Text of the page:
Carpe Diem, designed by Stephen Feld and published by Alea, serves 2-4 players, is up for Kennerspiel Des Jahres (Connoisseur’s Board Game of the Year). The Spiel Des Jahres Awards, are given out by a jury of board game critics from Germany, Austria and Switzerland and are highly coveted throughout the game world.
Carpe Diem is not the first game where you arrange and manage your own simulated living space; but may be the first set in Ancient Rome, where you take the role of a patrician trying to optimize their district. (It’s less of a “kingdom builder” scenario, feeling more like practical real estate management without getting bogged down in minutiae).
Each player has their own personal board (representing their own district). Randomly distributed bonuses reward specific buildings erected on areas where the bonuses take effect. A centrally-located starting point is decorated with a shovel. The main game board (separate from the player boards) is dedicated to the overall supply of tiles to be laid out, and the scoring section.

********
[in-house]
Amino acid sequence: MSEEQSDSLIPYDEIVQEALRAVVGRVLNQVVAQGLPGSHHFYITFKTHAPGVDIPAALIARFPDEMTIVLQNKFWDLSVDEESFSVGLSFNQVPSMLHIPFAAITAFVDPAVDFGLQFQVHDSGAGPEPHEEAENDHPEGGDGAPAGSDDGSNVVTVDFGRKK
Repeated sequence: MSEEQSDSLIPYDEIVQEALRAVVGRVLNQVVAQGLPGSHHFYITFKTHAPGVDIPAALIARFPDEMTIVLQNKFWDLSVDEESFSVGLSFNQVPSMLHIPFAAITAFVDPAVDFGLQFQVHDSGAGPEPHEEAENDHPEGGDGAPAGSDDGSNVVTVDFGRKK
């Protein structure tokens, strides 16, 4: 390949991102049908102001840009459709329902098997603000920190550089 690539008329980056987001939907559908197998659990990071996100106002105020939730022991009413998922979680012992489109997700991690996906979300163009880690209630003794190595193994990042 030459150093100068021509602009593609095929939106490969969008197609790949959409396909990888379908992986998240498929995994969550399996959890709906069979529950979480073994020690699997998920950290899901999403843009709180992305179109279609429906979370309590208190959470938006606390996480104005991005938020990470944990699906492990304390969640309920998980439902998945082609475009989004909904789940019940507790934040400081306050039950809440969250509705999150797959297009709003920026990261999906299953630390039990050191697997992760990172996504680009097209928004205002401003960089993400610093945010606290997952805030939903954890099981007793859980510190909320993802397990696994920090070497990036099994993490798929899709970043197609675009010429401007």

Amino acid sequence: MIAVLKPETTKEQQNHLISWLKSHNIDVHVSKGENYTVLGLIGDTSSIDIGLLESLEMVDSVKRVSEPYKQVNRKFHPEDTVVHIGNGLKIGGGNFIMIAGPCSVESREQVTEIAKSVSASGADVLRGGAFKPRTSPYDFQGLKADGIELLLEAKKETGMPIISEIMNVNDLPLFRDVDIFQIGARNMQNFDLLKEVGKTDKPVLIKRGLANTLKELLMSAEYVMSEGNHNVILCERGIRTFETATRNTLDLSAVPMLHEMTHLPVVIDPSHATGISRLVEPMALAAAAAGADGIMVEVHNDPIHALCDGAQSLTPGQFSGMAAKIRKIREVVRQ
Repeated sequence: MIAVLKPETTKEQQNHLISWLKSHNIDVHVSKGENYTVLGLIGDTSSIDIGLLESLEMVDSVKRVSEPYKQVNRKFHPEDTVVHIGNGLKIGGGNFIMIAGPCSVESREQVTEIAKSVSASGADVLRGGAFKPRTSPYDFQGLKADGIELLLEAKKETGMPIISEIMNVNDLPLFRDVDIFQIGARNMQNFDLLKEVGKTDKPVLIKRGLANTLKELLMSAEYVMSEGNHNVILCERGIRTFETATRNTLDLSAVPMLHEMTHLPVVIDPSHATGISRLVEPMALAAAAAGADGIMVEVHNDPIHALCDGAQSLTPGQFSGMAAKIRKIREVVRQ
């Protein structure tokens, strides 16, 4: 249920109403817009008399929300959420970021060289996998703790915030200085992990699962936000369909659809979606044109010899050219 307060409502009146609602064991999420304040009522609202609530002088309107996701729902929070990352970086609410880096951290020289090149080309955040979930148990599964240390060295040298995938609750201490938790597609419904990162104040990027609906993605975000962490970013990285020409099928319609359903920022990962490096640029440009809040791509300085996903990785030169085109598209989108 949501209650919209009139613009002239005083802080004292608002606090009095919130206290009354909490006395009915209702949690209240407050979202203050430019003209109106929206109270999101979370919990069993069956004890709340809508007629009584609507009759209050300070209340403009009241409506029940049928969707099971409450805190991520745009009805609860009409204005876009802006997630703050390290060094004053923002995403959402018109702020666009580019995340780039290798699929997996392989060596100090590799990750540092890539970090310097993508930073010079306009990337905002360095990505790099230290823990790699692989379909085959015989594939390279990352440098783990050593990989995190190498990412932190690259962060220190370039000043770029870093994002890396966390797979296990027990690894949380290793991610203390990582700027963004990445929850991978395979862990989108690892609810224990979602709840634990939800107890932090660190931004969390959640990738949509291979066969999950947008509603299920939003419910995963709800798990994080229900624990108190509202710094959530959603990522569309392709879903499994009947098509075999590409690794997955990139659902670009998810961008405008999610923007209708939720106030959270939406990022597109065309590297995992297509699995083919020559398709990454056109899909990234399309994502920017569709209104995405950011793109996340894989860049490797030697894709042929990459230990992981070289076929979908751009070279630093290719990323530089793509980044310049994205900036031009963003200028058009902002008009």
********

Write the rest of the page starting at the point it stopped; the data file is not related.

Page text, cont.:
On your turn you move your meeple on one of the two paths available from your starting space to another space. You take a tile and immediately build it in your city. Your first tile must go on the shovel space in the center of your board; future tiles must be orthogonally next to another tile already on your board and all edges must match. When a tile is built on a space with a banderole, you remove it and move up one space on the banderole track.
Landscape tiles produce goods: like grapes herbs and chicken. Dwellings always require two tiles. The fancy villas bring you VP at game’s end. Some other, single-tile buildings get you more resources (markets bring you gold, bakeries bring you bread, and fountains have their own decks that you can draw extra cards from).
Play continues until all players have taken 7 tiles; you then proceed with end-of-round scoring. It accommodates players as young as 10 and can be played in under an hour.